What is something you want to make sure people know or understand about archives or about your work?  Sometimes I hear people say that they don’t have time for history because they want to focus on the future. But if we don’t understand what was done in the past, and how it influences where we live and work and play today, our future will be ill-informed. My greatest eureka moments have come from understanding the history of a place, a process, a culture, a person.  Understanding how things evolved is necessary to understanding this world, and solving problems. Knowing how the neighborhoods were settled and built over time, for example, provides the context to understanding issues of today.  Taking the time to study the past, is not about living in the past, it’s about being informed of what happened before and how that influences our present, so we can make informed choices and effective change for the future. 


Lisa Rickey, Archivist/ Collections Manager

What do you do in Special Collections and Archives? My main role is collections manager. I work with donors on bringing new collections or additions to existing collections, including paperwork, transfer, and basic description. I keep track of what’s where and what state it’s in (processed, semi-processed, unprocessed, etc.). I also do a lot of actual processing as well (more thorough arrangement/description) to get things ready for people to use.

What is one/some of your favorite things in the archives or something interesting you have seen or done while working here? My favorite thing is probably whatever I’m working with at the moment! OK not quite, but I am always amazed at how I can find something to get excited about in almost any collection I’m working on, even if I wasn’t excited about it to start with. I especially like items or collections that add “another piece of the puzzle” to something I have worked with previously.

What is something you want to make sure people know or understand about archives or about your work? Two things spring to mind, actually:

  • One is that archives are SO important for both accountability and memory. Remember the Ministry of Truth in Orwell’s 1984? How they could just (re)write history to suit the current administration? That’s a (hopefully) extreme example, but that’s one reason archives exist – to preserve evidence of past events.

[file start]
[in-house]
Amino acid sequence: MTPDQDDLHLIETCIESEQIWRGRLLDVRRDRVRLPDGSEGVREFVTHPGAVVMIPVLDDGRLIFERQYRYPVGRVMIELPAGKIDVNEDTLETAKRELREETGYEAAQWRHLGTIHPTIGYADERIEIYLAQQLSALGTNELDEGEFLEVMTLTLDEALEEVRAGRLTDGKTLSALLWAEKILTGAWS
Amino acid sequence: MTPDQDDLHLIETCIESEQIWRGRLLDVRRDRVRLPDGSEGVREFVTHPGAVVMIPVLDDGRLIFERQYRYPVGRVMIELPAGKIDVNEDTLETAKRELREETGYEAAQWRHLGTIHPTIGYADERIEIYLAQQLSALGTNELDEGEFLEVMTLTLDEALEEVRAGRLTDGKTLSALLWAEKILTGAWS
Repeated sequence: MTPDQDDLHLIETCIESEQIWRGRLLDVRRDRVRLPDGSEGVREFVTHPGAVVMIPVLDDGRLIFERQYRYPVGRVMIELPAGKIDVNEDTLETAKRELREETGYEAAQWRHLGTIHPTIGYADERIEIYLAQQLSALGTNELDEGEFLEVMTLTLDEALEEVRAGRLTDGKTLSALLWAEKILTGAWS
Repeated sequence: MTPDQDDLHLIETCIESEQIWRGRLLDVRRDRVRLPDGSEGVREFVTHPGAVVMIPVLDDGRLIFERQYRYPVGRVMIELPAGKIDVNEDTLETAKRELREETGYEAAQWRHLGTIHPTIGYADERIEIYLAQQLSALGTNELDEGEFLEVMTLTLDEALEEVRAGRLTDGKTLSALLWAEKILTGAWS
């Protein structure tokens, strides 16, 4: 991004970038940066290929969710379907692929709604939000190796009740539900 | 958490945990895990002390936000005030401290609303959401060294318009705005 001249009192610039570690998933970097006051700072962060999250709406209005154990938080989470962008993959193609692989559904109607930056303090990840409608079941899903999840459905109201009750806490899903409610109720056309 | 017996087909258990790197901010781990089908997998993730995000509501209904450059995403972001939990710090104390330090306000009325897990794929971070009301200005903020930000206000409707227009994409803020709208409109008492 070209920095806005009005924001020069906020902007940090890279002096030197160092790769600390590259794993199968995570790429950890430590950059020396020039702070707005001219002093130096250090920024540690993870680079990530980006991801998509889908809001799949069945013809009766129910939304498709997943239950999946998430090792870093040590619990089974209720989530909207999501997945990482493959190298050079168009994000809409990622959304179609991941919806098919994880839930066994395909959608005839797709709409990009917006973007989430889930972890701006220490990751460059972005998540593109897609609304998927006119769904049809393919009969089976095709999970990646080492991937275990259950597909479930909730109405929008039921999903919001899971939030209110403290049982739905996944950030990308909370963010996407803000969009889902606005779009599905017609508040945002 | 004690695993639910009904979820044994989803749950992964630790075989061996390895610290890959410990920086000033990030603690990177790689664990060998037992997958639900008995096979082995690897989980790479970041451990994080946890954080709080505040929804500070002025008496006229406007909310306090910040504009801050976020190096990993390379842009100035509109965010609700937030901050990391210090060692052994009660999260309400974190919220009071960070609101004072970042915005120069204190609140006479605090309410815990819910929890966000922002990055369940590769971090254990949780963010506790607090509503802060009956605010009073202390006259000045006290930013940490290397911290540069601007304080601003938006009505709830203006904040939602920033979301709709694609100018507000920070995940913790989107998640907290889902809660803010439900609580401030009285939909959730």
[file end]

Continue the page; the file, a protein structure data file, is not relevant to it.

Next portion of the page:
• The second thing that comes to mind is that there is SO much invisible labor involved in archival work. Many people, processes, dollars, and hours were involved in order to make it possible (and sometimes even easy) for researchers to “discover” things in the archives.

Desiree Loewit, Archives Specialist*

What do you do in Special Collections and Archives? My job consists of digitizing materials ordered by the staff, student, and faculty at WSU, as-well-as the community at-large. This includes editing the image, making the image machine readable when necessary, converting images to PDF files, and making these all accessible. This may include writing metadata or cataloging the item. This position also directs student work and does quality control on jobs done by the student. I also staff the reading room desk as needed.

What is one/some of your favorite things in the archives or something interesting you have seen or done while working here? If a tour is ever offered of the Special Collection reading room, please take it. It is so interesting to hear about all the items that are in this room. There are first editions of Paul Laurence Dunbar books. There are also items from the Wright Brothers collection. Some of which only Wright State has copies. I think it is pretty amazing that the Wright Brothers’ family entrusted the library with so much of their personal belongings. These items could have been sent anywhere in the area or even around the world. There are also local and government records. People come from a far just to make use of these. Listening to the archivists and their passion for the collection is worth taking the tour by itself.

What is something you want to make sure people know or understand about archives or about your work? One of the main things that I do in my job is scanning documents, photos, negatives, etc. for orders placed either within the library, university, or those outside our institution. During training, I discovered how much more complicated scanning is than one might think. There is so much to think about and set up even before the scan job takes place. Even after the machine scans the item, there are so many factors to take into consideration. I was amazed at all that goes into making an image look like the original item in hand and at a quality that can be used to create photos and used on the web.

*Desiree also works in the Content Acquisition and Management department as Acquisitions Coordinator.